The Survivors Network of those Abused by Priests
SNAP Press Statement
For immediate release: Wednesday, May 19, 2010
Albany Diocese priest pleads guilty to abusing 2 boys; SNAP responds
Statement by Barbara Blaine, president and founder of SNAP, Survivors Network of those Abused by Priests (312-399-4747)
We find it very hard to believe that church officials knew nothing of this priest's crimes before being contacted by reporters about allegations against him.
We hope that anyone who saw, suspected or suffered his crimes will call police, protect others, expose wrongdoers and seek help from independent sources.
(SNAP, the Survivors Network of those Abused by Priests, is the world’s oldest and largest support group for clergy abuse victims. We’ve been around for 22 years and have more than 9,000 members across the globe. Despite the word “priest” in our title, we have members who were molested by religious figures of all denominations, including nuns, rabbis, bishops, and Protestant ministers. Our website is SNAPnetwork.org)
Contacts: David Clohessy (314 566 9790 cell, 314 645 5915 home), Barbara Blaine (312-399-4747), Mark Serrano (703-727-4940), Peter Isely (414-429-7259), Barbara Dorris (314 503 0003)
Albany Diocese priest pleads guilty to abusing 2 boys
Last updated: 3:19 p.m., Wednesday, May 19, 2010
ALBANY -- A Delaware County priest assigned to several local parishes is poised to be banned permanently from ministry after admitting earlier this month to abusing two young boys, according to a spokesman for the Roman Catholic Diocese of Albany.
James McDevitt, 64, who had most recently served as pastor at Sacred Heart parish in Margaretville, pleaded guilty last week in the Delaware County town of Middletown to two misdemeanor counts of forcible touching, satisfying a raft of similar charges lodged against him last summer.
McDevitt -- who also spent time at St. Pius X Church in Loudonville, St. Mary's Church in Ballston Spa, St. Mary's Hospital and St. Peter's Church in Delhi -- will face six years of probation, including enhanced restrictions placed on sex offenders, at sentencing July 8, said Chief Assistant Delaware County District Attorney John Hubbard.
In a 1997 interview with The Evangelist newspaper marking his ordainment, McDevitt also claimed to have spent time at the LaSalle Institute in Troy, LaSalle School in Albany and Christian Brothers academies in both Albany and Syracuse.
But officials from those schools could not immediately say today what, if any, positions McDevitt held there -- or when.
McDevitt, a Brooklyn native raised in Lake George and ordained at the age of 51, was arrested last July based on the complaints of six victims that first came to light through an investigation by the county's department of social services, Hubbard said.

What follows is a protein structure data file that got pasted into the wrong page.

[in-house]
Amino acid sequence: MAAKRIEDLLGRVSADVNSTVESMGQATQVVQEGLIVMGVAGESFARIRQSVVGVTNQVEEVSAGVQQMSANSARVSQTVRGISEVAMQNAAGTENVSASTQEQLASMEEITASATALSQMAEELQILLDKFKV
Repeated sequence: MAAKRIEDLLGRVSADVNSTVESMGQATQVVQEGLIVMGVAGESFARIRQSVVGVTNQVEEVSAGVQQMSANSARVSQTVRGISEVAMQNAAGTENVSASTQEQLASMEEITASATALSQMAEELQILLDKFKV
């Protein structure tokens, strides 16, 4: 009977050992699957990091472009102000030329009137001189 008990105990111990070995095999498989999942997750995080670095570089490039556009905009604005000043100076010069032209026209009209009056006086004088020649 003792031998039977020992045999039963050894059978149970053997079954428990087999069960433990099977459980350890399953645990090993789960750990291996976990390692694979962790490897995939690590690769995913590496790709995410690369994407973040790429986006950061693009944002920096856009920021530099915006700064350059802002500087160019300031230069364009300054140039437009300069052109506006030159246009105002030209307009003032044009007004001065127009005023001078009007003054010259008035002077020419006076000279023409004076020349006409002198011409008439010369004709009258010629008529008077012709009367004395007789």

McDevitt's plea stems from his abuse of two of those victims, both of whom were boys around 11 years old whom he had met through the church, Hubbard said.
Each count could have come with up to a year in jail.
McDevitt has been on administrative leave, barred from practicing or representing himself as a priest, since his the accusations were first brought to the attention of the Diocese, said spokesman Kenneth Goldfarb.
As of this afternoon, the Diocese had not yet officially been notified of the plea, Goldfarb said.
But, if the account provided him by the Times Union is true, Goldfarb said, it likely would warrant permanent removal from ministry in accordance with the Diocese's zero-tolerance policy.
Since 1950, the Diocese has removed 23 priests after finding "reasonable grounds to believe that they sexually abused a minor," he said.
Technically, McDevitt would remain a priest unless formally restored to lay status through a process known as laicization -- or, more commonly in cases where it is involuntary, defrocking.
Historically, the Diocese has not chosen to go that route because of the length and complexity of the process, which must go through the Vatican in Rome, he said.
"It's a long process, and the main focus is to protect the children," Goldfarb said, adding that a permanent suspension from active ministry effectively accomplishes the same thing.
Prior to the accusations that triggered McDevitt's arrest and plea, Goldfarb said, the Diocese had "never received a complaint of any kind of sexual matter involving this priest."
In fact, he said, the Diocesan officials first learned of the accusations when asked about them by newspaper reporters.
Nonetheless, several alleged victims' families filed suit last month against the Diocese and McDevitt in state Supreme Court in Delaware County.
McDevitt's criminal defense attorney, Paul Gruner of Kingston, could not immediately be reached for comment.
Jordan Carleo-Evangelist can be reached at 454-5445 or by e-mail at firstname.lastname@example.org.
Survivors Network of those Abused by Priests